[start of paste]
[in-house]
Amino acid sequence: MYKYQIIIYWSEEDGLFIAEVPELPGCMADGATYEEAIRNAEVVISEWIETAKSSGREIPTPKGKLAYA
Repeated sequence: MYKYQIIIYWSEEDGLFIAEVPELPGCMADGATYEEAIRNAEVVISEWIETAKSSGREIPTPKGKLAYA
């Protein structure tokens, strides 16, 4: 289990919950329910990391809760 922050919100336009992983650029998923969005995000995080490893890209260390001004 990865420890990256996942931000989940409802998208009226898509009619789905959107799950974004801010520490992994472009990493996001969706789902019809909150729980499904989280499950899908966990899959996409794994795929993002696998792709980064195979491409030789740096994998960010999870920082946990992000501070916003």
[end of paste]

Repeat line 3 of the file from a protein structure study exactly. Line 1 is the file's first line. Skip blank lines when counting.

Repeated sequence: MYKYQIIIYWSEEDGLFIAEVPELPGCMADGATYEEAIRNAEVVISEWIETAKSSGREIPTPKGKLAYA